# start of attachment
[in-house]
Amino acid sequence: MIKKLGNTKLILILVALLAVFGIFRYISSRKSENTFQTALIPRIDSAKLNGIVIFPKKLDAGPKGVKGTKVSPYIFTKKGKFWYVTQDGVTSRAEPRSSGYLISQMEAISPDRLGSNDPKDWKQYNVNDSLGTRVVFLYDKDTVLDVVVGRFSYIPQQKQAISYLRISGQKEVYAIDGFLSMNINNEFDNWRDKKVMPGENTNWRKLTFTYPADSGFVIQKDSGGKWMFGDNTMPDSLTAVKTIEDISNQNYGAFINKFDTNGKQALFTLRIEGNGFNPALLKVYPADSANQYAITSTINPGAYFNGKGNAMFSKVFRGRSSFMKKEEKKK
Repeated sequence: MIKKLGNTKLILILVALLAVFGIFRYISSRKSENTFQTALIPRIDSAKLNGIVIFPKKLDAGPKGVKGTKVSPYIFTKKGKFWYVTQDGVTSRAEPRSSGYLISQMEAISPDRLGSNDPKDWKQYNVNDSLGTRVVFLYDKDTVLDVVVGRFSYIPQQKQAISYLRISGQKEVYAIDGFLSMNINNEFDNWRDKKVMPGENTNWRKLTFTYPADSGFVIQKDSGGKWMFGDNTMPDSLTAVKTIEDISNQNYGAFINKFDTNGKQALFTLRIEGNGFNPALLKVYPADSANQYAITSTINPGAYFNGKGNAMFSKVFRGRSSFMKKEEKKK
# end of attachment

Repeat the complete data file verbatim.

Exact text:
[in-house]
Amino acid sequence: MIKKLGNTKLILILVALLAVFGIFRYISSRKSENTFQTALIPRIDSAKLNGIVIFPKKLDAGPKGVKGTKVSPYIFTKKGKFWYVTQDGVTSRAEPRSSGYLISQMEAISPDRLGSNDPKDWKQYNVNDSLGTRVVFLYDKDTVLDVVVGRFSYIPQQKQAISYLRISGQKEVYAIDGFLSMNINNEFDNWRDKKVMPGENTNWRKLTFTYPADSGFVIQKDSGGKWMFGDNTMPDSLTAVKTIEDISNQNYGAFINKFDTNGKQALFTLRIEGNGFNPALLKVYPADSANQYAITSTINPGAYFNGKGNAMFSKVFRGRSSFMKKEEKKK
Repeated sequence: MIKKLGNTKLILILVALLAVFGIFRYISSRKSENTFQTALIPRIDSAKLNGIVIFPKKLDAGPKGVKGTKVSPYIFTKKGKFWYVTQDGVTSRAEPRSSGYLISQMEAISPDRLGSNDPKDWKQYNVNDSLGTRVVFLYDKDTVLDVVVGRFSYIPQQKQAISYLRISGQKEVYAIDGFLSMNINNEFDNWRDKKVMPGENTNWRKLTFTYPADSGFVIQKDSGGKWMFGDNTMPDSLTAVKTIEDISNQNYGAFINKFDTNGKQALFTLRIEGNGFNPALLKVYPADSANQYAITSTINPGAYFNGKGNAMFSKVFRGRSSFMKKEEKKK